I don't want to believe that of 38 Degrees, but their own polls show opposing the disability related provisions of the Welfare Reform Bill at numbers 4 and 6 in their own members lists of suggested priorities, combine them together and they are the 2nd most popular suggestion with a minimum of 7,243 votes, within 350 votes of the most popular suggestion and nearly 1,500 votes ahead of the 3rd most popular suggestion.

Sitting down at number 18 is opposing badger culling, and yet that's currently splashed all over the 38 Degrees front page as one of their successful campaigns?! I can't help wondering if the problem is 38 Degrees HQ thinks crips aren't as cuddly as badgers.

So, opposing DLA changes has got more votes on the 38 Degrees website than any idea but fairness and equality for pensioners (and we all know the strength of the pensioners lobby), but when 38 Degrees put out 17 suggested campaigns, including issues as diverse as powerstations, tax avoidance, the Murdochs, and benefits for pensioners living abroad, disability issues don't feature at all? Forgive me, but something's not just rotten in the state of Denmark, but stinking to high heaven of disablist discrimination.

If you think I'm writing this to shine a light on 38 Degrees and shame them into treating disabled people as the equals this government is determined to ensure we aren't, then you're damned right I am.

So what's it to be, 38 Degrees? Do you really believe in democracy and equality, or is it just a sham to trick people into campaigning for your own hobbyhorses? Are you for disabled people, or against us?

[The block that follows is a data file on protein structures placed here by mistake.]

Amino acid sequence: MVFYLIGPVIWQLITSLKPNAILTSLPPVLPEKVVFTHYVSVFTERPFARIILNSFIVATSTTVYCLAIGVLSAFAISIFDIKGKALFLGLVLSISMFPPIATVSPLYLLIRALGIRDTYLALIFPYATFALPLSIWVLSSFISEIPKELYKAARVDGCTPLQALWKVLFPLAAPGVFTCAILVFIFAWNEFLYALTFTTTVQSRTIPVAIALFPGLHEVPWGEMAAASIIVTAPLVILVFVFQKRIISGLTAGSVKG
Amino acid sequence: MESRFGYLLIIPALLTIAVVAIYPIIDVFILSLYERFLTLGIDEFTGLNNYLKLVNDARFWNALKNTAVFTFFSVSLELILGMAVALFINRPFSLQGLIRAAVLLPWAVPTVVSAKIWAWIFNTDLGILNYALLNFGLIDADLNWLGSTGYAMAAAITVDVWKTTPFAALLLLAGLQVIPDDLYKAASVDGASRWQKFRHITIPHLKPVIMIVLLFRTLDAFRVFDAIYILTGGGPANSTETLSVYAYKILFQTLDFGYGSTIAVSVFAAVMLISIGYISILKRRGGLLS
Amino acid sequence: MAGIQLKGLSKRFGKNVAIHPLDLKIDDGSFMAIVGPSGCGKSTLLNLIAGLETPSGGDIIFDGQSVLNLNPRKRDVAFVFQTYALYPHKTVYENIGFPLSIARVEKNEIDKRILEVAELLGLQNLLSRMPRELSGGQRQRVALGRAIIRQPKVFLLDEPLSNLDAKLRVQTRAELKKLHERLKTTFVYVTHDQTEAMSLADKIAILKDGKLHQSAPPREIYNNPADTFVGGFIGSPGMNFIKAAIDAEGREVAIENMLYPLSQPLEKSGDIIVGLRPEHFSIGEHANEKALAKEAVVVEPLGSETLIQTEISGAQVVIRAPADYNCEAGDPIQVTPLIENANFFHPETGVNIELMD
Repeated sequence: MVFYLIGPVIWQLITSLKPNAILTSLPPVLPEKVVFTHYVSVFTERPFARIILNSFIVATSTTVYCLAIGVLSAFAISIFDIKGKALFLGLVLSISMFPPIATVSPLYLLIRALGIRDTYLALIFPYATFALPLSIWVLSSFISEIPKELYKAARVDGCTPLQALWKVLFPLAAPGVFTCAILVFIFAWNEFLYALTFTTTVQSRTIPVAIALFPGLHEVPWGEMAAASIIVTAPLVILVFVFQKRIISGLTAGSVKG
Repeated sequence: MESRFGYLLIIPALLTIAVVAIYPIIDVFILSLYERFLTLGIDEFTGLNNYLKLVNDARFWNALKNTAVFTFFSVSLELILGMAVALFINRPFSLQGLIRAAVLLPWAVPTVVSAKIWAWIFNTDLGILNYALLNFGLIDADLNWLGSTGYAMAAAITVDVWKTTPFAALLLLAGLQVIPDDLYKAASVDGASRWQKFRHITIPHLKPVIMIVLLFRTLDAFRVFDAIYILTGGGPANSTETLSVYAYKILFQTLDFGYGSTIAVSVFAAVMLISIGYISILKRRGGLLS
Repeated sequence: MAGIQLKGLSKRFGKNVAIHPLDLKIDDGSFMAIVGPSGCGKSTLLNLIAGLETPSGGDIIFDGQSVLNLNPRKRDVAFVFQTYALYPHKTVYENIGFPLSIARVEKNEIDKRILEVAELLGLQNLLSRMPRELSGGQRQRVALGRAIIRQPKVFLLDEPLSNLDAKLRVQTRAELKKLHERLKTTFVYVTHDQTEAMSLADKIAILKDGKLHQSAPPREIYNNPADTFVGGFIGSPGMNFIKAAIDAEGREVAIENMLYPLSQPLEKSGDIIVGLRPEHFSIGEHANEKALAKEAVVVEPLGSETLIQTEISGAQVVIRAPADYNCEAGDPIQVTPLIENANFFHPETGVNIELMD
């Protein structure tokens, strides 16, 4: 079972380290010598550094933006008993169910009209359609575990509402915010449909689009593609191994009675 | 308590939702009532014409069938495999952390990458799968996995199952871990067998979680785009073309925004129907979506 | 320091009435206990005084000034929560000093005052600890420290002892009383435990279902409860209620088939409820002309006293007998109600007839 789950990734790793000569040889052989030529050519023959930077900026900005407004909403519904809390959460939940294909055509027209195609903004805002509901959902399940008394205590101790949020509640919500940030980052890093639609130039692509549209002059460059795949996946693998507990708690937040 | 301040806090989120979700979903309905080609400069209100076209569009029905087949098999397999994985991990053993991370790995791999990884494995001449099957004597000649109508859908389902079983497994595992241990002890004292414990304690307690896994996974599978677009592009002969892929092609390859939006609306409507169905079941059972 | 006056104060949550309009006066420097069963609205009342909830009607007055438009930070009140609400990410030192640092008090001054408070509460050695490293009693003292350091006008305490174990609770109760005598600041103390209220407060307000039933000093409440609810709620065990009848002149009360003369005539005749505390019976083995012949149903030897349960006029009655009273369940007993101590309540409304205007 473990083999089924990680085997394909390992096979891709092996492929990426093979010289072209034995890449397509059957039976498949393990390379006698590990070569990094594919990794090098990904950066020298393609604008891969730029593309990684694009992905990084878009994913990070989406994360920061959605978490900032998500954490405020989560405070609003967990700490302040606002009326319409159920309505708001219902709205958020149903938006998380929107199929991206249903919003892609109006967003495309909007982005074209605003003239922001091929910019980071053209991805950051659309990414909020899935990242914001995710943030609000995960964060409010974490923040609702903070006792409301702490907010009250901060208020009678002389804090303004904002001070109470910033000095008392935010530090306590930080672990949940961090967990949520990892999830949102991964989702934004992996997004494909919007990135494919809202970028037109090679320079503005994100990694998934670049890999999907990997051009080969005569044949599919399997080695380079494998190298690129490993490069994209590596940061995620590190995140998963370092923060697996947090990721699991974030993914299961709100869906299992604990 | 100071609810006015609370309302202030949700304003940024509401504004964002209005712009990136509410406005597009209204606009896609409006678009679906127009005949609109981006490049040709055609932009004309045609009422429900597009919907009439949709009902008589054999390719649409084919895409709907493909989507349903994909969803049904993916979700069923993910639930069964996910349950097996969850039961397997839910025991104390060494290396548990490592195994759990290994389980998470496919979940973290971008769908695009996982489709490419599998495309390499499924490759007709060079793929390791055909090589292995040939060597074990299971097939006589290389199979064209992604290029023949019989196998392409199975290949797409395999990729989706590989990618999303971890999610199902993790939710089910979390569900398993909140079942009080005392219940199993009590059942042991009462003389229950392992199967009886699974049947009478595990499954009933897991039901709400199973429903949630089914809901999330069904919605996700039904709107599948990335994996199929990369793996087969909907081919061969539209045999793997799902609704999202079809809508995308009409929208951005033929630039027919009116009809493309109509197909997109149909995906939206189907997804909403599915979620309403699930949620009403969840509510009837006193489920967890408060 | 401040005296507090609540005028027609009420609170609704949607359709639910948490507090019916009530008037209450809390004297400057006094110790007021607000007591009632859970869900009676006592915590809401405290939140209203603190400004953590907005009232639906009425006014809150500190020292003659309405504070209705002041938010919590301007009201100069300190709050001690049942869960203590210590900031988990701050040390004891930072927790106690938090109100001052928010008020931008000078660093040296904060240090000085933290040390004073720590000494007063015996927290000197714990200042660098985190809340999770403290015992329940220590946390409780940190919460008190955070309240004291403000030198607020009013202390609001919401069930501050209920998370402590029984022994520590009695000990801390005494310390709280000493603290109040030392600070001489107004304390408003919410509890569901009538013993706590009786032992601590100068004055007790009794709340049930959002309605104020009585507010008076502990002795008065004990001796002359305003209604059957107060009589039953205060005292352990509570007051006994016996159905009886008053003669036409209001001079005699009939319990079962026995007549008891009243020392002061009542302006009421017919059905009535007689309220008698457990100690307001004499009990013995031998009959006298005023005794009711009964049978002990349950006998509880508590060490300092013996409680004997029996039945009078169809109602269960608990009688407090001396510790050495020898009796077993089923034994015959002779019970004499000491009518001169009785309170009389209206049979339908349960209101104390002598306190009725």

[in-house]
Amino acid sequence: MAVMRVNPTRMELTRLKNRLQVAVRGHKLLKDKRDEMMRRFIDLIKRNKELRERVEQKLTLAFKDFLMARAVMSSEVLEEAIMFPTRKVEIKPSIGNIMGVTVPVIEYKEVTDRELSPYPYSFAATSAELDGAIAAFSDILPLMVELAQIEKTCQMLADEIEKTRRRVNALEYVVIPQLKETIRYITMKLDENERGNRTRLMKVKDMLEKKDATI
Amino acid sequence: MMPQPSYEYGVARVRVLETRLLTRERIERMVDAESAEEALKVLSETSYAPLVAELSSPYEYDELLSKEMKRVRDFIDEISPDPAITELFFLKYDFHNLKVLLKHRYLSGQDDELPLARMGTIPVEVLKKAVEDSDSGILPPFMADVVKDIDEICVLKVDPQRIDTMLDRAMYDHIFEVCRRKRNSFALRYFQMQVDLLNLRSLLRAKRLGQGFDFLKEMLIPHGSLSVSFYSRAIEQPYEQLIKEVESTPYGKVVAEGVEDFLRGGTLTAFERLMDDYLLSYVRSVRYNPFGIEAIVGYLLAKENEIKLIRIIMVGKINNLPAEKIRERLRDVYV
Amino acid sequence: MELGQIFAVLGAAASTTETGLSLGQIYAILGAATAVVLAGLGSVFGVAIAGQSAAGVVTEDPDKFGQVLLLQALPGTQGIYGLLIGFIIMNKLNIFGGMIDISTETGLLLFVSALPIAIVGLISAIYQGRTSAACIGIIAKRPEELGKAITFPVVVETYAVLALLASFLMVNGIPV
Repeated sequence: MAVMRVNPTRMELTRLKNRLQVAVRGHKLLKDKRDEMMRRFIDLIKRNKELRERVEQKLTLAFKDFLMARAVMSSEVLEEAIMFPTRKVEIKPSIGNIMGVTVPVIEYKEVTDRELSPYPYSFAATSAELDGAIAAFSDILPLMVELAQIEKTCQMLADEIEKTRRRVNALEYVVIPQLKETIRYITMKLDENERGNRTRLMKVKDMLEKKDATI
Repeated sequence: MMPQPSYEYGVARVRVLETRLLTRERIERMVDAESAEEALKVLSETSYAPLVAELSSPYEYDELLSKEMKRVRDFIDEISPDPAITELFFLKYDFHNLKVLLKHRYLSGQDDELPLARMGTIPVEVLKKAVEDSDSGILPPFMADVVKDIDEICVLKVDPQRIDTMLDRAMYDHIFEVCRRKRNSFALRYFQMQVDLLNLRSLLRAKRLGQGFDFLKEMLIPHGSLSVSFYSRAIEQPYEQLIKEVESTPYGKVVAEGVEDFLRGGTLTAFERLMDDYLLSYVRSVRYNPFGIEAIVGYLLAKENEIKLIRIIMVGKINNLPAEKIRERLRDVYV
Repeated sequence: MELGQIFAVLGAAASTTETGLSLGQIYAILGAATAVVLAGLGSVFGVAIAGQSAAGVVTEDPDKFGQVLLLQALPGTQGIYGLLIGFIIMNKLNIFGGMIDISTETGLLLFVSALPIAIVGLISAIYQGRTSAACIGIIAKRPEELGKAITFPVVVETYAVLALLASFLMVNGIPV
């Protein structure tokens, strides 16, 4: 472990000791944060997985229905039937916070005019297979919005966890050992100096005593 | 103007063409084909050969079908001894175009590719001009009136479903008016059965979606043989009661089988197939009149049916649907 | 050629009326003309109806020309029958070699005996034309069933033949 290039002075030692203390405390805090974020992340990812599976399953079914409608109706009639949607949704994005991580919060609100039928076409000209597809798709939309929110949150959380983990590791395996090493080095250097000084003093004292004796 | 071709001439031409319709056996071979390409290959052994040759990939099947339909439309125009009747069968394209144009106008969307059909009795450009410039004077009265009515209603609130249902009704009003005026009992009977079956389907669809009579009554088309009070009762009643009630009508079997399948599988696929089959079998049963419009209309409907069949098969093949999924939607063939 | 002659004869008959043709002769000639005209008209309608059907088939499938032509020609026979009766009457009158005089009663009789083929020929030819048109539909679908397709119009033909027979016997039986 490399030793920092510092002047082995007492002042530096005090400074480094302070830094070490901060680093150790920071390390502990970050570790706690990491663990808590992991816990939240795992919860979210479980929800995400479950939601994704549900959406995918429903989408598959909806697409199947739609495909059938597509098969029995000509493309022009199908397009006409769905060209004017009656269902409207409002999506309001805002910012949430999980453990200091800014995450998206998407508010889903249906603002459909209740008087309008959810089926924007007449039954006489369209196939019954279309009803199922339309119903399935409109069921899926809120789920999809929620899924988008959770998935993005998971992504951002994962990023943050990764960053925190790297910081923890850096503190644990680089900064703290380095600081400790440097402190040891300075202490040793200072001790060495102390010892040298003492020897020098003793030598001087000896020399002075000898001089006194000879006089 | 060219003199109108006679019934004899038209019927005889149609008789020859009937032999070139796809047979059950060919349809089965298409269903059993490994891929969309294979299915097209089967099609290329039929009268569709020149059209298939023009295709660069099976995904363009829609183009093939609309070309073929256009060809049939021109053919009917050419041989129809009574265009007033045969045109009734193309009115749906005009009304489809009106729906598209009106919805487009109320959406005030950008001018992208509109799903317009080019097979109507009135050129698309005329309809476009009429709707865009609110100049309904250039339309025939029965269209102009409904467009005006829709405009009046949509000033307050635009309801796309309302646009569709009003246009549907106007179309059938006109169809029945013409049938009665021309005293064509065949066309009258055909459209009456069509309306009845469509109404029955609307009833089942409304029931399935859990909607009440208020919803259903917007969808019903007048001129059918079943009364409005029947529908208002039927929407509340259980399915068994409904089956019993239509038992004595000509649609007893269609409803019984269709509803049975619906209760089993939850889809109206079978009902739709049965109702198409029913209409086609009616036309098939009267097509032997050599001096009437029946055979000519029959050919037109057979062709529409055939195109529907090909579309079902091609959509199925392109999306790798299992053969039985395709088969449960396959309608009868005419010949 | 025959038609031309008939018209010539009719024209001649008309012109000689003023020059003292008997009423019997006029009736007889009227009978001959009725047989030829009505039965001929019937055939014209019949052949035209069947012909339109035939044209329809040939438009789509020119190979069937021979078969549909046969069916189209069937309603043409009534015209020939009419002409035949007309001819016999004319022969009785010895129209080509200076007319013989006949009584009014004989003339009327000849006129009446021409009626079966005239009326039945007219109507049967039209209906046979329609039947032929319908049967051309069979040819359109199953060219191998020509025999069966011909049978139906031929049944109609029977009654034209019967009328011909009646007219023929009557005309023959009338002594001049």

1. Hi, it's David Babbs from 38 Degrees here. I am sorry it has taken some time to reply to this debate. The whole 38 Degrees office has been very busy pulling together the latest stage of our NHS campaign which needed to go live today in time for a debate in the House of Lords this Wednesday.

    To be honest, not including welfare cuts in this month's member poll was a mistake. The member of the office team in charge of preparing the poll this month was in a car accident last weekend (she will be okay, but it was quite nasty and she's currently still off work). In the scramble to get the poll out in her absence we left a couple of things off by mistake. We couldn’t add an extra issue in half way through as that would have definitely badly skewed all the results.

    I don't think the omission actually matters that much in the practice – though I am very sorry for the negative impression it has caused. We have polled the 38 Degrees membership around this issue several times before and I feel pretty sure on the basis of all that information that if we can find a way in which 38 Degrees members can make a real difference to this campaign, they will want to take part. The office team is already actively looking at ways we can contribute to this campaign, and we are in touch with many organisations active in this area. That won’t stop because of this omission.